Clinicopathologic and prognostic features in appendiceal malignancies: Tumor invasiveness matters
1Department of General Surgery, Koç University School of Medicine, İstanbul, Turkey
2Department of General Surgery, Okan University School of Medicine, İstanbul, Turkey
3Department of General Surgery, Bursa Yüksek İhtisas Training and Research Hospital, İstanbul, Turkey
Objective: Appendiceal tumors are rare and mostly present as acute appendicitis. Its estimated lifetime prevalence has been reported as 8%, and the annual incidence is approximately 0.1% in Western countries. The only treatment approach is still surgery, but surgical management still remains unclear in appendiceal malignancy.
Material and Methods: Histopathological examination of 2840 specimens obtained from patients who underwent appendectomy between January 2012 and December 2015 was investigated. Data from 23 patients diagnosed with the malignancy had been analyzed in terms of age, gender, and preoperative and postoperative clinical parameters. The overall survival rates of the patients and prognostic parameters affecting survival were also evaluated. Statistical analyses were performed using the SPSS software. The study was performed according to the Declaration of Helsinki.
Results: The overall median age of the patients was 28 years with a male/female ratio of 1.55. Pediatric group between 1 and 6 years, late pediatric group between 7 and 11 years, and adolescent group between 12 and 17 years did not present appendix tumors. Carcinoid tumors were reported in 17 patients. Adenocarcinoma of the appendix was reported in 6 patients. Patients with carcinoid tumors were significantly younger than those with adenocancer (p=0.01). The mean tumor size of the carcinoid group was significantly smaller than that of the adenocancer group (p=0.02). Patients with adenocancer were significantly more likely to have tumor extension beyond the appendix (p=0.05). All patients in the adenocancer group and 4 patients in the carcinoid group with mesoappendix invasion underwent right hemicolectomy. Univariate analyses demonstrated that serosal invasion, advanced tumor stage, and tumor invasion depth were associated with poor survival rates.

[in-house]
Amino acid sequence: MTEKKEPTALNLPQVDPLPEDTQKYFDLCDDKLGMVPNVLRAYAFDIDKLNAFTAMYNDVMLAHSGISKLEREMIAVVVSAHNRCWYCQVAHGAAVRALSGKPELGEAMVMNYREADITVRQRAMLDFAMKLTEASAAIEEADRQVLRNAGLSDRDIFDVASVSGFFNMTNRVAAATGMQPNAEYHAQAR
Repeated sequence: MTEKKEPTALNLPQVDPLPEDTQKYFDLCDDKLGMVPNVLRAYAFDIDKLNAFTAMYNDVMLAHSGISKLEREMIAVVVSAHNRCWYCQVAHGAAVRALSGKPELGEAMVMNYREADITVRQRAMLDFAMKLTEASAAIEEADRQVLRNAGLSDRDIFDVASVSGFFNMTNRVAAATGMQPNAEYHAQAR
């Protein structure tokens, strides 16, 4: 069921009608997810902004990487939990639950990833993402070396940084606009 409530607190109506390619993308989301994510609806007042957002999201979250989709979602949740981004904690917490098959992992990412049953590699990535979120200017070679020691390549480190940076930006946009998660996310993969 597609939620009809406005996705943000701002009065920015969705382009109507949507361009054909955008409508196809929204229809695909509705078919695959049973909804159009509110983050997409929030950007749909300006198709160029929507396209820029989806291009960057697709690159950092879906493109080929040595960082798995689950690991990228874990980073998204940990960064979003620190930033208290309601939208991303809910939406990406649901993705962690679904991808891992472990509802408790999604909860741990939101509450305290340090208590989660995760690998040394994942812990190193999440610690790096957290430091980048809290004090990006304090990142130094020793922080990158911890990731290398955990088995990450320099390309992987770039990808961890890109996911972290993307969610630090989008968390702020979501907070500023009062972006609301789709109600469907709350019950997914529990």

Conclusion: Tumor subtype and tumor invasiveness are important risk factors for survival in appendiceal malignancies. Appendectomy alone presents satisfactory results, but complete staging of the tumor should always be considered. In addition, surgical choice is not presented as an effective factor for improved clinical outcomes and survival rates. Further prospective studies are needed to evaluate the proper staging of the tumors.
Keywords: Appendectomy, appendicitis, appendiceal malignancies, appendiceal tumors
Cite this paper as: Şenol K, Ferhatoğlu MF, Tihan D. Clinicopathologic and prognostic features in appendiceal malignancies: Tumor invasiveness matters. Turk J Surg 2017; 10.5152/turkjsurg.2018.4104.
Ethics committee approval was received for this study from the Ethics Committee of Yüksek İhtisas Training and Research Hospital.
Written informed consent was obtained from patients who participated to the study.
Concept - K.S., M.F.F., D.T.; Design - K.S., D.T.; Supervision - K.S., M.F.F., D.T.; Resource - K.S., D.T.; Materials - K.S.; Data Collection and/or Processing - K.S., D.T.; Analysis and/or Interpretation - K.S.; Literature Search - K.S.; Writing Manuscript - K.S.; Critical Reviews - K.S., M.F.F., D.T.
The authors have no conflicts of interest to declare.
This research was supported by Bursa State Hospital and Yüksek İhtisas Training and Research Hospital.
We thank our colleagues from General Surgery Department who performed the operations. We also thank to the anonymous referees for their useful suggestions.